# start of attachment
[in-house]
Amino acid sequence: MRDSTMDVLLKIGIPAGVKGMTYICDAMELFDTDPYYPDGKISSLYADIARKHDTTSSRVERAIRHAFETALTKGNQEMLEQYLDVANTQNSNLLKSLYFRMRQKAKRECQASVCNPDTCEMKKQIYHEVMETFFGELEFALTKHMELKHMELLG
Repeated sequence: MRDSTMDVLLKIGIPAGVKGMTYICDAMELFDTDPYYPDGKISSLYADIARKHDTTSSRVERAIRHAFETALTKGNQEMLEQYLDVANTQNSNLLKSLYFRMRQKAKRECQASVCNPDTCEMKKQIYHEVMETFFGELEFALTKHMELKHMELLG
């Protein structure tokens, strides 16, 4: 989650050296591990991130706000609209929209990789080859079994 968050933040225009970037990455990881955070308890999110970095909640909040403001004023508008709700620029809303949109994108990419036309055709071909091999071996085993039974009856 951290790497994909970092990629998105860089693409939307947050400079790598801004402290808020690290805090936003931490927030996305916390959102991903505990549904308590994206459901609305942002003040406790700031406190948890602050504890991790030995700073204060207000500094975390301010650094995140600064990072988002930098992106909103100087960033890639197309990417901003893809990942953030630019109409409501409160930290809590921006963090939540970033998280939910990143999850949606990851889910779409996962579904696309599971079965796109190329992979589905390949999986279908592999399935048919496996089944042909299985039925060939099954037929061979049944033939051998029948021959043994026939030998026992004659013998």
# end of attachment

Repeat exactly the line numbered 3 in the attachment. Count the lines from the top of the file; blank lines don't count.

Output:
Repeated sequence: MRDSTMDVLLKIGIPAGVKGMTYICDAMELFDTDPYYPDGKISSLYADIARKHDTTSSRVERAIRHAFETALTKGNQEMLEQYLDVANTQNSNLLKSLYFRMRQKAKRECQASVCNPDTCEMKKQIYHEVMETFFGELEFALTKHMELKHMELLG